Your Brain and Your New Year’s Resolutions

 

By Julie Russell, MA

The first of January marks the day many of us promise to do things differently, to make an improvement in our lives. Nowadays, New Year’s resolutions are typically personal health-related goals or a desired lifestyle change. 

Before we resolve to eat healthier, exercise more, lose weight, or any other lifestyle change goal that is commonly made each new year (though uncommonly maintained), we should focus first on changing our mindset to act differently. Mindset refers to our outlook; it is how we interpret what is happening around us. How we perceive our surroundings can determine whether we will make progress, or whether we will remain static. 

This year there are many external factors that may be contributing to a stuck or static mindset. Most Americans are literally stuck at home, working remotely and unable to go places where they used to get exercise and meet up with others who may be essential supporters to achieving their New Year’s resolution. Many people are also feeling emotionally overwhelmed by events occurring both in their personal lives and in the public sphere. These conditions may be creating a mindset that we cannot make progress until these other aspects of our lives are different.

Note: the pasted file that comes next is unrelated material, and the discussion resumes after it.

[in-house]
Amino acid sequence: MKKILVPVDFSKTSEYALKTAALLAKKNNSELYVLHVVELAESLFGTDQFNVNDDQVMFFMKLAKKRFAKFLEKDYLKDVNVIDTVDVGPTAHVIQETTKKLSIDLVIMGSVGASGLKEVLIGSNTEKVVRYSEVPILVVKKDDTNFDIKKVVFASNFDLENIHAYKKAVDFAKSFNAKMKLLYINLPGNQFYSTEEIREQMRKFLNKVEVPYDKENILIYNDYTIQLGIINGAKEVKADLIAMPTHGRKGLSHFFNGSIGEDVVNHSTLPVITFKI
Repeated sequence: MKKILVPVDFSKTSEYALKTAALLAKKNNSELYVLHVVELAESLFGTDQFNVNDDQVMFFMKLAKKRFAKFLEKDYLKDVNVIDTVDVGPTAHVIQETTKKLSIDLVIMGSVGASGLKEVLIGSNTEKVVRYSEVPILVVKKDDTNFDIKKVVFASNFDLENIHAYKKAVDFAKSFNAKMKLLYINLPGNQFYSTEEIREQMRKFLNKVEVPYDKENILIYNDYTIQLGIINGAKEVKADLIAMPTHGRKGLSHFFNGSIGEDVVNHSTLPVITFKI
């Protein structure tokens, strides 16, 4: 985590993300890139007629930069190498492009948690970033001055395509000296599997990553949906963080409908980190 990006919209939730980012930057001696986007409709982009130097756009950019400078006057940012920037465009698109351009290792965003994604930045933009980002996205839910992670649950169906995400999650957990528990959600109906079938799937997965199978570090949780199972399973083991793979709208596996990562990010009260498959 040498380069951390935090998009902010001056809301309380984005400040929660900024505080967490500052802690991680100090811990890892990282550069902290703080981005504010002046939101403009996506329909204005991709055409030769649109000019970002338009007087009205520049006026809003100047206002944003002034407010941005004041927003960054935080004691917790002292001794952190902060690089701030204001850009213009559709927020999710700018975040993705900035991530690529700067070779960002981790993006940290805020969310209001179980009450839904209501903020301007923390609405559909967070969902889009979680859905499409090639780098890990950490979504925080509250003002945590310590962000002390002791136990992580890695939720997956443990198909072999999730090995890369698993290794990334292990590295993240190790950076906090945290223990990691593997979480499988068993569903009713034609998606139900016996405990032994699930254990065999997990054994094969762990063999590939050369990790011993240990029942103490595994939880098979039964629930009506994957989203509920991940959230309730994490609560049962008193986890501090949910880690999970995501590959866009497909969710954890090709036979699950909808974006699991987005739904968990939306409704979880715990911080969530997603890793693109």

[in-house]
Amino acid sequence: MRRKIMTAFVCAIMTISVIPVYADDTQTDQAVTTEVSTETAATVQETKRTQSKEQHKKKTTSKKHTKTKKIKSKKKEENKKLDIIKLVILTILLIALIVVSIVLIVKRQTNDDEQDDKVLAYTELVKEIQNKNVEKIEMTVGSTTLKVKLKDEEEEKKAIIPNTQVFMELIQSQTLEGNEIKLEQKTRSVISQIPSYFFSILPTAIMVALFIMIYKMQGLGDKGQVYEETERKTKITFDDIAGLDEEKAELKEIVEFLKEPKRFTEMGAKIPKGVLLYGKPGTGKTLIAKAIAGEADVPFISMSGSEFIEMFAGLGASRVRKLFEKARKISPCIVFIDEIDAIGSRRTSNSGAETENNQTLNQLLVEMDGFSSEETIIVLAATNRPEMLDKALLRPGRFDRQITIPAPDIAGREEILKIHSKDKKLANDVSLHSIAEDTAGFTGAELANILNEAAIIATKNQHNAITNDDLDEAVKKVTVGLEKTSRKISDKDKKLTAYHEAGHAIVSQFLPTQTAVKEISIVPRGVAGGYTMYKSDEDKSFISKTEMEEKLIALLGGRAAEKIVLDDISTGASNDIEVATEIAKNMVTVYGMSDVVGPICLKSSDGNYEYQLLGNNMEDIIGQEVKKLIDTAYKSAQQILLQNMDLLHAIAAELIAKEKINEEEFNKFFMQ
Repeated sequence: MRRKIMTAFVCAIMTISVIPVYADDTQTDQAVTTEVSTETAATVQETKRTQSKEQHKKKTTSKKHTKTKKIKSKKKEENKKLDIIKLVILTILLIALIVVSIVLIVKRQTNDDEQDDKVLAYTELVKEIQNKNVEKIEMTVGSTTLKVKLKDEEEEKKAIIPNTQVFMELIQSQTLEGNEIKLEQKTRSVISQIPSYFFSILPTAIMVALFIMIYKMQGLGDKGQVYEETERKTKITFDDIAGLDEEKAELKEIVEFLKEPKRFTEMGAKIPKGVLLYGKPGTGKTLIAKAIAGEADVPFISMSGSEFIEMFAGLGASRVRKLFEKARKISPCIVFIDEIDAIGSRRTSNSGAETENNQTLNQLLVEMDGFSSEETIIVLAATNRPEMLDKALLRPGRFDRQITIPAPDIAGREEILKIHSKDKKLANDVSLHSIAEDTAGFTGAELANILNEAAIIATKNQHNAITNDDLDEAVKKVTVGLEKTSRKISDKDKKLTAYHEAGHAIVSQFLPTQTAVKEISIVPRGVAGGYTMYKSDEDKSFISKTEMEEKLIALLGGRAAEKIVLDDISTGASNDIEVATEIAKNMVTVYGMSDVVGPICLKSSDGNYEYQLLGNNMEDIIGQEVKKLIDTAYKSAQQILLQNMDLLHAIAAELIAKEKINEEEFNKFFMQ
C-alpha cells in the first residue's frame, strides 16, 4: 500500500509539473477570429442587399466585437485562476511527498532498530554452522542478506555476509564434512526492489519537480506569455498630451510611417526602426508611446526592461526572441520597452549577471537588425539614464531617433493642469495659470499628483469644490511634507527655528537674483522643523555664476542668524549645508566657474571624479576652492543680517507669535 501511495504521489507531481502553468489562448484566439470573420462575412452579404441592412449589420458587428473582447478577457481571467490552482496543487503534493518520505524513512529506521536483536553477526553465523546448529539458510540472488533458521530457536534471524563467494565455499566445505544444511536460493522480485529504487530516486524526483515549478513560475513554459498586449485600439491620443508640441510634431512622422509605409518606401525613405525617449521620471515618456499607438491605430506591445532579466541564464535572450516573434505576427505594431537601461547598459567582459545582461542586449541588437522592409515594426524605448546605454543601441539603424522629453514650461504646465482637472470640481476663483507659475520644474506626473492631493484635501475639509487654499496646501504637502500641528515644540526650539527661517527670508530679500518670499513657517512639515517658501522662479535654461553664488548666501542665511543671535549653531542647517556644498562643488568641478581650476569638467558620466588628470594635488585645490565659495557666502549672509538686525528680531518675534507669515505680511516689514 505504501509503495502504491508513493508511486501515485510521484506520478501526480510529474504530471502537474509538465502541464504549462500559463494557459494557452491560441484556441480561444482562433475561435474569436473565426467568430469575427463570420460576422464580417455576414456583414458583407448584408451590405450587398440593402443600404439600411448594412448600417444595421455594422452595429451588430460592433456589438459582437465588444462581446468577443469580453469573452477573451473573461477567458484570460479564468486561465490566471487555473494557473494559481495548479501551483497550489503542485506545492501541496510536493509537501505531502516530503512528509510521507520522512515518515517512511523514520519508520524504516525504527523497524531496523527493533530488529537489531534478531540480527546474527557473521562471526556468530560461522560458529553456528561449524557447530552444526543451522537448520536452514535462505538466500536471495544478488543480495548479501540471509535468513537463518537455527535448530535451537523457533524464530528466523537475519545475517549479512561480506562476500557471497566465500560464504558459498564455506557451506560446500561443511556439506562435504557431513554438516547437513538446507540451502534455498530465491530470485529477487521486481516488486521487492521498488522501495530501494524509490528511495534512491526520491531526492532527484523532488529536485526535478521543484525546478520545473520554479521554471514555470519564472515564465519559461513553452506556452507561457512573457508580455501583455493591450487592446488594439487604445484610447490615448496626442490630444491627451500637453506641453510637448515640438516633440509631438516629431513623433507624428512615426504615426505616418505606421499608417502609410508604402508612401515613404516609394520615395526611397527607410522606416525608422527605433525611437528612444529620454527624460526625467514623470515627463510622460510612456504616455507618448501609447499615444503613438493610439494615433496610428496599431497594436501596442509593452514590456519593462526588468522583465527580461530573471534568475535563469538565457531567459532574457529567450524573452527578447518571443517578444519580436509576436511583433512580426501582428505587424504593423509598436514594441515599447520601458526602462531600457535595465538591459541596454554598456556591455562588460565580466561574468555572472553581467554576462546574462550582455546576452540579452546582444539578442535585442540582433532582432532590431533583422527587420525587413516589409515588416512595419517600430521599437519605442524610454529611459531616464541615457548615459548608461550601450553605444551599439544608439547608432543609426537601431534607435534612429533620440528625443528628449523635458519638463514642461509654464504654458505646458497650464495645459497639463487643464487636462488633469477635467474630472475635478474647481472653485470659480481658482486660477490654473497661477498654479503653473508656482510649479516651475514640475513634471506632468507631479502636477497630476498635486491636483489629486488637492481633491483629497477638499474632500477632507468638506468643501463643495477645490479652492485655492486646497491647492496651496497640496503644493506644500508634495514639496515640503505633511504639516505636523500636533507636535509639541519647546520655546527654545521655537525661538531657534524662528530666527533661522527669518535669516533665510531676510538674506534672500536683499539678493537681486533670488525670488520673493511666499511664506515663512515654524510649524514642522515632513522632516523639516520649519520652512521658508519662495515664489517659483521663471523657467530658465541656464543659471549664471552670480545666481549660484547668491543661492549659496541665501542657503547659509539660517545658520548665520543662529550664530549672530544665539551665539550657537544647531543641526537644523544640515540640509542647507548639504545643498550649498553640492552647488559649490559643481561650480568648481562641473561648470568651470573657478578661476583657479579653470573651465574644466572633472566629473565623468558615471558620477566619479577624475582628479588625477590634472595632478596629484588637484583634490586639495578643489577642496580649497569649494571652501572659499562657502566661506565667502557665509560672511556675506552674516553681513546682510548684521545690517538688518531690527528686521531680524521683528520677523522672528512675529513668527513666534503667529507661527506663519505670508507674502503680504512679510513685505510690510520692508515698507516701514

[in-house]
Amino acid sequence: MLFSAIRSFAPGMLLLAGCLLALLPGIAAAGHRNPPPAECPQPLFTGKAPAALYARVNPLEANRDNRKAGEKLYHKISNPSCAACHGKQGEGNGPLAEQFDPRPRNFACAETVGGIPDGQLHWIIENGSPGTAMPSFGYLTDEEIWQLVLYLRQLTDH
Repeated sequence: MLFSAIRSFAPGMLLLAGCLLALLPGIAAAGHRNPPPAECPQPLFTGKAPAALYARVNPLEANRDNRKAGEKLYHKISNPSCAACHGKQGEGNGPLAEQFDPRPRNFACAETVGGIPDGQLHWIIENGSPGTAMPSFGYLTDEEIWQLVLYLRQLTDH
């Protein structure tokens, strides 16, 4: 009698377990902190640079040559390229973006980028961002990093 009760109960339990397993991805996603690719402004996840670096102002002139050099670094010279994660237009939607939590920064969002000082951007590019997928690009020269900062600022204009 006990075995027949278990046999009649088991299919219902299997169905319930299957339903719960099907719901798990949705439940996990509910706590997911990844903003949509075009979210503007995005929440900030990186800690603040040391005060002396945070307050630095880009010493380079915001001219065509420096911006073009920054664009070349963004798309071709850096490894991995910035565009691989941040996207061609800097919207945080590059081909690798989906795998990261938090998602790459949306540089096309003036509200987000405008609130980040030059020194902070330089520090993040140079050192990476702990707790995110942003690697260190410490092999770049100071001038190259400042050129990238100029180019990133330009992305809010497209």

We might tell ourselves that we will make healthy lifestyle changes once life returns to the way it was, or to the way we expect it to become. As we settle into the waiting room of our aspirations, we can’t help but generate thoughts that the conditions may never be right and we defeat our ambitions before ever making any physical effort. 

Such a mindset can be generated through a simple focusing practice. Meditation is scientifically proven to focus attention and can be used to develop the mental language that empowers us to act with purpose. It is a technique to quiet mental distractions and concentrate thoughts towards a specific action. Often the breath is used as a way to begin focusing thoughts, as breathing is an automatic action that requires no effort. When paying attention to the breath, the meditator notices the in and out, the tempo, the sensations that accompany the flow of air, the subtle differences in each breath. When thoughts start to wander away from the breath, the meditator notices it and simply returns their attention to the breath again. Using the breath is the simplest way to practice focusing attention.